Koinonia
Published in

Koinonia

Time is Greater than Space

An important guiding principle of Pope Francis

Photo by Barbara Provenzano on Unsplash

When we think of Pope Francis, some of the images that appear to us are “mercy,” “shepherd that smells the sheep,” “simple living,” “smile on his face,” and so on.

One of the phrases that appear in his four important letters — Laudato Si, Amoris Laetitia, Evangeli Gaudium, and Lumen Fidei — is “Time is Greater than Space.”

Though he may not have used the same words, the echoes are heard in the Querida Amazonia too.

If somebody asks me the question, “what is important, time or space?” my response would be “it depends.” But we need to understand what Pope Francis means by this statement. I think his own words from Evangeli Gaudium (EG) can be a help here.

“Giving priority to space means madly attempting to keep everything together in the present, trying to possess all the spaces of power and of self-assertion; it is to crystallize processes and presume to hold them back. Giving priority to time means being concerned about initiating processes rather than possessing spaces.” (Evangeli Gaudium, 223).

The words in the bold give us the clue. It is more about initiating processes than possessing spaces. Space is more connected to power and processes are connected to growth, transformation, and change.

An immediate question will be: What about the church? Does it not occupy spaces? Probably the response of Pope Francis would be, YES.

But it can’t be changed radically. What he is attempting is to initiate a process of change, which won’t be succeeded unless supported by the leaders of the church. How much it has succeeded is a question each one can answer.

A beautiful expression of this attitude is seen in the document called Amoris Laetitia (AL).

“I would make it clear that not all discussions of doctrinal, moral or pastoral issues need to be settled by interventions of the magisterium. Unity of teaching and practice is certainly necessary in the Church, but this does not preclude various ways of interpreting some aspects of that teaching or drawing certain consequences from it. This will always be the case as the Spirit guides us towards the entire truth (cf. Jn 16:13), until he leads us fully into the mystery of Christ and enables us to see all things as he does.” (Amoris Laetitia, 3).

Surely some leaders of the church can use this thinking as a justification to prevent genuine reforms needed in the church. I think that is a danger we should cautiously face than throwing out the baby with the bathtub.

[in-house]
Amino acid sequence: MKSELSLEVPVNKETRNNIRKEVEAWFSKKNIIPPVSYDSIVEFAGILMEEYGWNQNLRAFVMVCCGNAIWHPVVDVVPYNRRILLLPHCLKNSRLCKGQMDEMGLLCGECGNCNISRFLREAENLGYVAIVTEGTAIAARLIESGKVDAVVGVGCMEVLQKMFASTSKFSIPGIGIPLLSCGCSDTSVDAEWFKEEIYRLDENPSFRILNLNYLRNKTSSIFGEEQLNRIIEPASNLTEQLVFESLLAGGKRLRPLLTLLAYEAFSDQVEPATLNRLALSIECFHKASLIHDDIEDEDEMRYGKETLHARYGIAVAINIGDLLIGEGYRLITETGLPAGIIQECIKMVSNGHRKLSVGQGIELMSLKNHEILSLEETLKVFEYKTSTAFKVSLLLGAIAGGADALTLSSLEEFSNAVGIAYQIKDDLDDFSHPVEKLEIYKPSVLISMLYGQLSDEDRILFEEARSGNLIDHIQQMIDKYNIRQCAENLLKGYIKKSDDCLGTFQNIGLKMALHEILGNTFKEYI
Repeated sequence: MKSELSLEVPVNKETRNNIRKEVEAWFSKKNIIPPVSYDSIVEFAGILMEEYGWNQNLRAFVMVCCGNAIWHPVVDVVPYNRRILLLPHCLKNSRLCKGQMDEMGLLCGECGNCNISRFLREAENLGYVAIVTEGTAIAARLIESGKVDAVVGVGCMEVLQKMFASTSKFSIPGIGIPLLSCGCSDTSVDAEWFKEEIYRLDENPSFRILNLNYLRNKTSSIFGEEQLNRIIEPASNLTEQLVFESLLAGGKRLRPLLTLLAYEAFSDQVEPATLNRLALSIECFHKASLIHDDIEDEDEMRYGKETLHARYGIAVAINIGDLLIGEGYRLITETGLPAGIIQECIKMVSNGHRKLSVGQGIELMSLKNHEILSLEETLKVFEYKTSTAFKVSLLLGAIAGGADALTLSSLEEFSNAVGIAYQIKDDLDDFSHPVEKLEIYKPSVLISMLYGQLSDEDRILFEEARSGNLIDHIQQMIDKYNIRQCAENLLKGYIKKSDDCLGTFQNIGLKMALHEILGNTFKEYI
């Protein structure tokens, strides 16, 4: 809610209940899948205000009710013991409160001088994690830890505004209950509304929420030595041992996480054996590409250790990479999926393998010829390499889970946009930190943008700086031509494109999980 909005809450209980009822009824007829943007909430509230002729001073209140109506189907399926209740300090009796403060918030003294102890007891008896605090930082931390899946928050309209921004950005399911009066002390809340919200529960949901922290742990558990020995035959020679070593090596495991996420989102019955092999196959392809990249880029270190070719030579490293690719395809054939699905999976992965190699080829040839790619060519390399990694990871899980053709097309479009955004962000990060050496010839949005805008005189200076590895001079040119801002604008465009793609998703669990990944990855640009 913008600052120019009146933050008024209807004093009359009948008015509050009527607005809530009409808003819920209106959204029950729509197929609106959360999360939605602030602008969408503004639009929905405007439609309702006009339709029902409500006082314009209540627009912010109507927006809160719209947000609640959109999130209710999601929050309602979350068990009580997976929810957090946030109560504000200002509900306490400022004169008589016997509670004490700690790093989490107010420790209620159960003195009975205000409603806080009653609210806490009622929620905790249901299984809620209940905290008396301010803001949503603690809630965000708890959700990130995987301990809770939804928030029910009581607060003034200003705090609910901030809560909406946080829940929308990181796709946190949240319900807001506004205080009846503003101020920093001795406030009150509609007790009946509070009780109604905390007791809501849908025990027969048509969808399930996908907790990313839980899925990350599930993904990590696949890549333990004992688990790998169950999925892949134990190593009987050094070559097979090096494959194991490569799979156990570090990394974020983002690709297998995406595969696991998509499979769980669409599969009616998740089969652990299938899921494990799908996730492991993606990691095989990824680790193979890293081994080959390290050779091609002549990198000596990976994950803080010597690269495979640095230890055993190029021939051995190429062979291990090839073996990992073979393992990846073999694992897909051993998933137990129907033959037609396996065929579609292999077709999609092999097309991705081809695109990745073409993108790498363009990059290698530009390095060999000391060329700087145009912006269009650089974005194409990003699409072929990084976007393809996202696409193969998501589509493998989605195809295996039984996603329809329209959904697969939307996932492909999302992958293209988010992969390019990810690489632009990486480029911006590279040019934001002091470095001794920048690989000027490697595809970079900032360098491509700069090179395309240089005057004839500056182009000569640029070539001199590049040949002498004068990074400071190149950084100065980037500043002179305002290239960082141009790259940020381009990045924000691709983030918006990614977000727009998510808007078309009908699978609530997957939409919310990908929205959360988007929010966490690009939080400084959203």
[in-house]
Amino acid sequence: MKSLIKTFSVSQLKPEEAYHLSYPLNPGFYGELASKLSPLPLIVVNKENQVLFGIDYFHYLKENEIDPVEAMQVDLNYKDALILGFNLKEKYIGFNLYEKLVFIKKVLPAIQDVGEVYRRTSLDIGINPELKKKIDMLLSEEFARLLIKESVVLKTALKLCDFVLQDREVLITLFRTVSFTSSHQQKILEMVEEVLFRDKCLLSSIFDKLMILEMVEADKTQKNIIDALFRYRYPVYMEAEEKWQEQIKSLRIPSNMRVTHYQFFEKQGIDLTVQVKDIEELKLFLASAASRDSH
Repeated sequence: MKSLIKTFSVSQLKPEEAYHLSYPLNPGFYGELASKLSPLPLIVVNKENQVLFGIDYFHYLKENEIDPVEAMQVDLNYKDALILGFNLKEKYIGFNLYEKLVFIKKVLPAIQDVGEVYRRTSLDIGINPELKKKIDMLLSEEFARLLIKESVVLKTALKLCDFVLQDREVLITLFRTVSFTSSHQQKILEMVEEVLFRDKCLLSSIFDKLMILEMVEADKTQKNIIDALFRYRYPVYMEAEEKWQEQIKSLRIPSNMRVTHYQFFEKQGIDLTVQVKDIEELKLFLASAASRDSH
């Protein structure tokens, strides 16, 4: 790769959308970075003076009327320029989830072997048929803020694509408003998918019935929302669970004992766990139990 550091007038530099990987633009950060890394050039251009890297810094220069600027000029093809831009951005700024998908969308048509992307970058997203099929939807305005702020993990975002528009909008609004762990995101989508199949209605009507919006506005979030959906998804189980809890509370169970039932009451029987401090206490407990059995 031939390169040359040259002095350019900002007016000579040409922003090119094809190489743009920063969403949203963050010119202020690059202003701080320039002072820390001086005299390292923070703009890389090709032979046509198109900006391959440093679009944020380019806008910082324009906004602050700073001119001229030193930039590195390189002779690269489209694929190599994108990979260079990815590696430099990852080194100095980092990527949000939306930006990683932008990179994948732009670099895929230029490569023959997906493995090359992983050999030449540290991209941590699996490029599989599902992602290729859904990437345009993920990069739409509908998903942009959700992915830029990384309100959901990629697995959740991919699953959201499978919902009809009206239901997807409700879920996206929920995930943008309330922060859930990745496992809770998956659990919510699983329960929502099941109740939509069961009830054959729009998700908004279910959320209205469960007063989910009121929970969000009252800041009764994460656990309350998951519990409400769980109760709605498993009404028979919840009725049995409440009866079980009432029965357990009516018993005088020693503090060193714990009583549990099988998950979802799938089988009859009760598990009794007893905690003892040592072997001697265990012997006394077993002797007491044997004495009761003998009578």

Image by FunkyFocus from Pixabay

Takeaways

  1. In the present context of Corona, we need to take some immediate action. But beyond that, we need to initiate many new processes, which may be new development models, new systems of support to the poor. When we don’t want to return to the old normal, initiating processes in due consultation is extremely important. A good example is doughnut economics. I hope BLM movement in the U.S., questions of migrants in India, and many other serious questions in different parts of the world can give rise to new processes, and not immediate solutions which are painkillers.
  2. During the period of lockdown (and before too), the church faced many questions. Some of the significant questions are regarding the power structures, the position of women in the church, sexual abuse, dealing with people with LGBTQ orientation, justice, the pro-life question, and so on. I hope we have more consultative dialogues and initiate processes that are in line with the vision of Kingdom of God.
  3. Peter is a better model than Paul for being a Christian or being a human. I admire Paul and his radical transformation on a particular day. Many of us may not be lucky to have such a transformation. Jesus patiently initiated journeys with Peter, which had their own highs and lows, and that is the commonality with any process. It takes time and it is a slow process. But you need to initiate processes that are leading towards the Kingdom of God.
  4. Parents, elders, counselors, and leaders shouldn‘t give their own solutions to all the problems (many times a cover-up solution), but help people to discover the lessons and solutions from the problem at hand. Teach them to fish rather than giving a fish.
Photo by Ben Wilkins on Unsplash

Feel free to give your comments… For those who are interested, I have also written these pieces.

--

--

--

Stories by Christian writers to encourage, entertain, and empower you in your faith, food, fitness, family, friendship, and fun.

Recommended from Medium

Is Francis Telling Anything Special in Fratelli Tutti?

Focused on Business as Usual

Widow’s Mite in the Gospel of Mark

The Seder Plate: An Unlikely Battleground

All This I Did For Thee

The Mystics

Blessings in Tough Times

Don’t Be Stuck In the Old, New Covenant Radically Changes Human Heart

Get the Medium app

A button that says 'Download on the App Store', and if clicked it will lead you to the iOS App store
A button that says 'Get it on, Google Play', and if clicked it will lead you to the Google Play store
arun simon

arun simon

A Jesuit with all the crazyness… Loves Jesus…Loves church, but loves to challenge too… Loves post modern philosophy & Gilles Deleuze.. Loves deep conversations…

More from Medium

The Breath of God

My Method for Memorizing Scripture

Four Reasons Why We Don’t Pray

How Technology Helped Me Reset My Walk with God